Found 621 article(s) in category 'Inequality'

Why a Universal Basic Income Is Better Than Subsidies of Low-Wage Work

Why a Universal Basic Income Is Better Than Subsidies of Low-Wage Work. Maximilian Kasy, August 5, 2018, Paper, “In this paper, we compare subsidies of low-wage work, such as the Earned Income Tax Credit (EITC), to unconditional cash transfers—or what is commonly referred to as a universal basic income (UBI).2 The EITC helps families with low earnings but does not provide any support to those without earnings. It is an extremely popular policy because it redistributes income to low-earning families while encouraging work. In contrast, a UBI provides unconditional support to everyone and is often combined with a progressive tax on earnings.Link

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The real reason you’re not getting a pay raise

The real reason you’re not getting a pay raise. Jason Furman, July 31, 2018, Opinion, “Wages are growing much more slowly than the last time we had sustained low unemployment rates, the late 1990s. This is the notorious “wage puzzle,” a topic that has been the subject of much speculation by everyone from Federal Reserve Chair Jay Powell to pretty much every economist I follow on Twitter.Link

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Misperceptions about immigration and support for redistribution

Misperceptions about immigration and support for redistribution. Alberto Alesina, July 31, 2018, Paper, “The debate on immigration is often based on misperceptions about the number and character of immigrants. The column uses data from surveys in six countries to show that such misperceptions are striking and widespread. The column also describes how an experiment in which people were encouraged think about their perception of immigrants made them more averse to redistribution in general, suggesting that the focus on immigration in the political debate – without correcting the misperceptions respondents have about immigrants – could have the unintended consequence of reducing support for redistribution.Link

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Poverty in America: New Directions and Debates

Poverty in America: New Directions and Debates. Matthew Desmond, Bruce Western, July 2018, Paper, “Reviewing recent research on poverty in the United States, we derive a conceptual framework with three main characteristics. First, poverty is multidimensional, compounding material hardship with human frailty, generational trauma, family and neighborhood violence, and broken institutions. Second, poverty is relational, produced through connections between the truly advantaged and the truly disadvantaged. Third, a component of this conceptual framework is transparently normative, applying empirical research to analyze poverty as a matter of justice, not just economics. Throughout, we discuss conceptual, methodological, and policy-relevant implications of this perspective on the study of extreme disadvantage in America.Link

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Globalization and Inequality

Globalization and Inequality. Elhanan Helpman, 2018, Book, “Globalization is not the primary cause of rising inequality. This may come as a surprise. Inequality within nations has risen steadily in recent decades, at a time when countries around the world have eased restrictions on the movement of goods, capital, and labor. Many assume a causal relationship, which has motivated opposition to policies that promote freer trade. Elhanan Helpman shows, however, in this timely study that this assumption about the effects of globalization is more myth than fact.Link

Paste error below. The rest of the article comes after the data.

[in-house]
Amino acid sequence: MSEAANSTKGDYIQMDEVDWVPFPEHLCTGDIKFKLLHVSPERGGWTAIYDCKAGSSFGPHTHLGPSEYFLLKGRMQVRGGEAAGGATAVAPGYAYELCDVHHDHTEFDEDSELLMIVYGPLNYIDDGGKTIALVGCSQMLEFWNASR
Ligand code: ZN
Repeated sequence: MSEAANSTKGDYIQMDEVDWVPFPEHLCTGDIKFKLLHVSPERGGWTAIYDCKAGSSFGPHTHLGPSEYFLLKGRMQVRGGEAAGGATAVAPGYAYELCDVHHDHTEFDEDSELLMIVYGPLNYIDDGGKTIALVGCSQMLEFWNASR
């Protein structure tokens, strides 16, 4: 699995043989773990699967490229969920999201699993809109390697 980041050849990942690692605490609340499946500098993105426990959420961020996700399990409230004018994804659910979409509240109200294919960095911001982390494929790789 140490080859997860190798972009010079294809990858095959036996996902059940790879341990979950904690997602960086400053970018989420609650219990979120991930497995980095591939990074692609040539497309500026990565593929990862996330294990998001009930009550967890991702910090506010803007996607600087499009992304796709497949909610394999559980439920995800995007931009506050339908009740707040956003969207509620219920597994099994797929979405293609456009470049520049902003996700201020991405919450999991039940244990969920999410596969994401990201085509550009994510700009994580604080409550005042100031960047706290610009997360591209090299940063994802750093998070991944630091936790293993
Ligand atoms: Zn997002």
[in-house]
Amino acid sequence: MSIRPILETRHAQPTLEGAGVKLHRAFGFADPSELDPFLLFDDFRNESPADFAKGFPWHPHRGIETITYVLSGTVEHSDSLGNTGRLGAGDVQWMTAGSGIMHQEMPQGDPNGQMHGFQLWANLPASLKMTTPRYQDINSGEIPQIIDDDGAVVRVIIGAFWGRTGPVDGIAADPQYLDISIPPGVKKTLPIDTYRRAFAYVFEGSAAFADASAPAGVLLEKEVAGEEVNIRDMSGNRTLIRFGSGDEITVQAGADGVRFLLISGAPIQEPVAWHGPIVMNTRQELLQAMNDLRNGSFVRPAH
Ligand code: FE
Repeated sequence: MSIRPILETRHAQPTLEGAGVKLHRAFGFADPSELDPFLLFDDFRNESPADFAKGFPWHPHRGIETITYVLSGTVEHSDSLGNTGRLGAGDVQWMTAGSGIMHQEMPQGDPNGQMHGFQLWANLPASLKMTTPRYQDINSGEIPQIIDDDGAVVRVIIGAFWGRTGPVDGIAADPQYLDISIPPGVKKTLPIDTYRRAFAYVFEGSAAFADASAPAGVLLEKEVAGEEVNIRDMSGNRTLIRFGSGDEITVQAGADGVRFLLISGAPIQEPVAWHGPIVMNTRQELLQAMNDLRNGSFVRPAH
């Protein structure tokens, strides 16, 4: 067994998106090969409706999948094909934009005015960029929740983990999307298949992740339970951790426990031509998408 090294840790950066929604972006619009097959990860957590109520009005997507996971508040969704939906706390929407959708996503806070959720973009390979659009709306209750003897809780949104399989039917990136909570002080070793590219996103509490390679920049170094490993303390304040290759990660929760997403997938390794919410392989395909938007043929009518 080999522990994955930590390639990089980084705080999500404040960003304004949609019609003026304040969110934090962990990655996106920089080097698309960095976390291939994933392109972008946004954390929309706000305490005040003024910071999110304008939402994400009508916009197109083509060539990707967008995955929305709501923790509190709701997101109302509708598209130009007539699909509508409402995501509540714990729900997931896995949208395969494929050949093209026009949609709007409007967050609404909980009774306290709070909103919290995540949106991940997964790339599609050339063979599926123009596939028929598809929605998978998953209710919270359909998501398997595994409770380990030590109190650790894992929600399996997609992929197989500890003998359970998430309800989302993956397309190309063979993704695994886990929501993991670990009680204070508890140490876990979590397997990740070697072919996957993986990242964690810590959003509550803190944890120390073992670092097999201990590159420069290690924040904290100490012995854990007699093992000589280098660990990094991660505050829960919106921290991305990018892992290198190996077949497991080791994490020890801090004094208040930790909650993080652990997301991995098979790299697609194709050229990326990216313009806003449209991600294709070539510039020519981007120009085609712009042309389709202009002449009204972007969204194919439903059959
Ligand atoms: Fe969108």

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Development Ethics as Reflected in the Right to Development

Development Ethics as Reflected in the Right to Development. Stephen Marks, 2018, Book Chapter, “One of the most salient contradictions of human rights in international development is the fact that there exists a human rights instrument that directly addresses all agreedupon ethical principles of development, as defined in this handbook (See Chapter 1 above.) and yet implementation of that instrument is mired in “political theatre” and consequently is inoperable. Indeed, the Declaration on the Right to Development (DRTD), which was adopted by UN General Assembly (GA) on 4 December 1986 (UN 1986), addresses directly all seven values analyzed by this handbook and efforts to clarify the meaning of its ten articles through expert inputs provided to the United Nations have been even more explicit on these ethical principles.Link

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Alberto Alesina on Inequality, Immigration, and Austerity

Alberto Alesina on Inequality, Immigration, and Austerity July 2018. GrowthPolicy’s Devjani Roy interviewed Alberto Alesina, the Nathaniel Ropes Professor of Political Economy at Harvard University, on inequality, immigration, and austerity. | Click here for more interviews like this one. Links: Alberto Alesina’s faculty page at Harvard | Publications | NBER research page | Wikipedia Growthpolicy.org. […]

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Implementation Ups and Downs: Monitoring Attendance to Improve Public Services for the Poor in India

Implementation Ups and Downs: Monitoring Attendance to Improve Public Services for the Poor in India. Rema Hanna, July 14, 2018, Paper, “High levels of absenteeism among health workers and teachers have negative effects on citizen health and human capital development. An attendance-monitoring intervention in schools reduced absenteeism and improved test scores, but the impact on health care workers was limited.Link

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